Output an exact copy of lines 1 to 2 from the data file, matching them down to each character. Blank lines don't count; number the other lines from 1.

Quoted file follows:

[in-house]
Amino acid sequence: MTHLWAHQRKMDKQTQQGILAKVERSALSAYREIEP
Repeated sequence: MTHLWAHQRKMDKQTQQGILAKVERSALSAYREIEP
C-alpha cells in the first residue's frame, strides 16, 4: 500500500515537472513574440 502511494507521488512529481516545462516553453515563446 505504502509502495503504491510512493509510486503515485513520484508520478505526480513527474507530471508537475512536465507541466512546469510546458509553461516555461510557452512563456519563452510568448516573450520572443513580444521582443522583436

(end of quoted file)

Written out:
[in-house]
Amino acid sequence: MTHLWAHQRKMDKQTQQGILAKVERSALSAYREIEP